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How the marriage nullity process is changing

October 1, 2015
Msgr. Michael Padazinski

On Sept. 8, 2015, Pope Francis issued “Mitis Iudex Dominus Iesus” (“The Lord Jesus, Gentle Judge,”) a document revising the marriage nullity process. The mass media, including even some Catholic news outlets, have reported a great deal of misinformation about the changes. In question-and-answer format over the next few weeks, I would like to reflect on various aspects of this new “motu proprio” responding to some logical questions which have been raised since publication. It is my hope that this will help to clarify some misinformation about the new legislation while reassuring the faithful of the Archdiocese of San Francisco that our own metropolitan tribunal, which is comprised of wonderful canonists and other canonicals officials, will do all it can to insure the proper, just and timely implementation of these new norms governing our universal church.

It is important to state at the outset, that there are still questions abounding among canonists and what follows will hopefully be of assistance to any who are interested in the new laws regulating the marriage nullity process while acknowledging that further guidance from Rome to assist local tribunals with the new praxis is anticipated.


3. How is the marriage nullity process going to change?

The document contains a number of “tweaks” to the process, but there are five major changes: (1) new rules for tribunal competence, (2) new requirements for tribunal personnel, (3) the elimination of the requirement for a second conforming affirmative, (4) a shorter and more streamlined process, judged personally by the diocesan bishop, for certain rare and exceptional cases, and (5) a change in the approach to recovering tribunal expenses.


4. When do these changes take effect?

The revised laws take effect on Dec. 8, 2015, three months from their promulgation.


5. What is tribunal competence, and how will it be different?

Every diocese has a tribunal, but not just any tribunal can hear any marriage nullity case. The tribunal has to have some jurisdiction over the marriage in question. Currently, there are four ways that a tribunal can be competent: (1) if the marriage took place in that diocese, (2) if the Respondent party lives in that diocese, (3) if the Petitioner lives in that diocese and certain other formalities and requirements are observed, and (4) if for whatever reason the majority of the relevant evidence is located in that diocese and certain other formalities and requirements are observed. The formalities and requirements for numbers 3 and 4 involved seeking the consent of the judicial vicar of the diocese where the Respondent party lived. They were designed to protect the rights of the Respondent party, but increased mobility and mass communications made them practically obsolete; they could also be unduly time-consuming. Under the revised law, there will be three ways that a tribunal can be competent, and none of them require any of those extra formalities and requirements: (1) if the marriage took place in that diocese, (2) if either party lives in that diocese, and (3) if for whatever reason the majority of the relevant evidence is located in that diocese.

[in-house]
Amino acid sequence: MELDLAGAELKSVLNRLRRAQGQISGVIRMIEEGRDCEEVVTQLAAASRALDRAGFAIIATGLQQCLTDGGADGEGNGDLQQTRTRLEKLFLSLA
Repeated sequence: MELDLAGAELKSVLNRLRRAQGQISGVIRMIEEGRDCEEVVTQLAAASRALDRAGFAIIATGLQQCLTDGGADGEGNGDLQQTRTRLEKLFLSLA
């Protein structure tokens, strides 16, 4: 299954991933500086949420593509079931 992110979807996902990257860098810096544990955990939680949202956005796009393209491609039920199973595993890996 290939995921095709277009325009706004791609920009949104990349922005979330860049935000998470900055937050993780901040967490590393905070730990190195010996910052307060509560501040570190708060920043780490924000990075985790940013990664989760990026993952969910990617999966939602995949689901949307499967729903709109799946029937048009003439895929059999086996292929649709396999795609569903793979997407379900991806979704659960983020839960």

6. How do the changes in the rules for competence affect me?

If your case is already pending, or if you introduce it before Dec. 8, 2015, they don’t. If you introduce your petition on or after Dec. 8, 2015, you may have one or more additional options for where to introduce your petition.

7. What are the requirements for tribunal personnel, and how are they going to change?

Marriage nullity cases are normally tried before a “college” of three judges, all of whom meet to decide whether or not the marriage is proven invalid, but only one of whom (the judge “ponens”) is responsible for most of the day-to-day handling of the case. Only one of these three can be a layperson. The college of three judges will remain the norm under the new law, but now up to two of them can be laypeople.


8. How will the new personnel requirements affect my case?

Very likely they won’t, whether your case is already pending or is yet to be introduced. Already, you were only likely to meet in person an auditor or with one of the three judges, who might be a priest or a layperson; that will remain the same. In certain infrequent circumstances where one of the judges has to recuse himself or herself due to a conflict of interest, it will give the tribunal more flexibility in finding a substitute, which can help avoid delays. In the long run, it will make it easier for the tribunal to remain adequately staffed, which is the single most important factor in handling cases in a just, thorough, and expeditious manner.


Msgr. Padazinski is the chancellor of the Archdiocese of San Francisco and judicial vicar of the metropolitan tribunal of the archdiocese.


Editor’s note: The full 21-point question-and-answer article titled “Annulments: What is really changing?”has been posted online at http://www.catholic-sf.org/files/digital_paper_201509185030.pdf. This is the second of five installments scheduled to appear in the print paper. Later installments will cover elimination of automatic appeal; the abbreviated process; and fees and implementation of the new law.


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